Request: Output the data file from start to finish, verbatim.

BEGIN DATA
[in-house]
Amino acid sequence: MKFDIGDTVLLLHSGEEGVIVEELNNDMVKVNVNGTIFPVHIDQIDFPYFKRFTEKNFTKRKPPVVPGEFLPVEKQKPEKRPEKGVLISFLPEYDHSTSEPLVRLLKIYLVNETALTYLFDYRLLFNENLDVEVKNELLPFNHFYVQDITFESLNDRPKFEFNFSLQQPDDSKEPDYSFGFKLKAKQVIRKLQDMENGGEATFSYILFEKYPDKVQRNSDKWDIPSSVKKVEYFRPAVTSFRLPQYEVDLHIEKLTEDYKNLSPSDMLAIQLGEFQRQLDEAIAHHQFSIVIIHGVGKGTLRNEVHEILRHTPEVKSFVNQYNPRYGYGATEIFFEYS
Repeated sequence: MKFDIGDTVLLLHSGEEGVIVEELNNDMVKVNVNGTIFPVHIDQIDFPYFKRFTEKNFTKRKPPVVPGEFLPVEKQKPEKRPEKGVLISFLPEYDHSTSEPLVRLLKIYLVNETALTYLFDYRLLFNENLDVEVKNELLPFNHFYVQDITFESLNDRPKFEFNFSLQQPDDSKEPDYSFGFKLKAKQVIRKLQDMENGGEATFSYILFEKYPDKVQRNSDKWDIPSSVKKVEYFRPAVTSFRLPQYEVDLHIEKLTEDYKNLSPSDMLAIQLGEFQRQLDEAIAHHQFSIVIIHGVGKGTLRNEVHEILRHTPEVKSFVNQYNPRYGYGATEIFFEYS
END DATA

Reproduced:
[in-house]
Amino acid sequence: MKFDIGDTVLLLHSGEEGVIVEELNNDMVKVNVNGTIFPVHIDQIDFPYFKRFTEKNFTKRKPPVVPGEFLPVEKQKPEKRPEKGVLISFLPEYDHSTSEPLVRLLKIYLVNETALTYLFDYRLLFNENLDVEVKNELLPFNHFYVQDITFESLNDRPKFEFNFSLQQPDDSKEPDYSFGFKLKAKQVIRKLQDMENGGEATFSYILFEKYPDKVQRNSDKWDIPSSVKKVEYFRPAVTSFRLPQYEVDLHIEKLTEDYKNLSPSDMLAIQLGEFQRQLDEAIAHHQFSIVIIHGVGKGTLRNEVHEILRHTPEVKSFVNQYNPRYGYGATEIFFEYS
Repeated sequence: MKFDIGDTVLLLHSGEEGVIVEELNNDMVKVNVNGTIFPVHIDQIDFPYFKRFTEKNFTKRKPPVVPGEFLPVEKQKPEKRPEKGVLISFLPEYDHSTSEPLVRLLKIYLVNETALTYLFDYRLLFNENLDVEVKNELLPFNHFYVQDITFESLNDRPKFEFNFSLQQPDDSKEPDYSFGFKLKAKQVIRKLQDMENGGEATFSYILFEKYPDKVQRNSDKWDIPSSVKKVEYFRPAVTSFRLPQYEVDLHIEKLTEDYKNLSPSDMLAIQLGEFQRQLDEAIAHHQFSIVIIHGVGKGTLRNEVHEILRHTPEVKSFVNQYNPRYGYGATEIFFEYS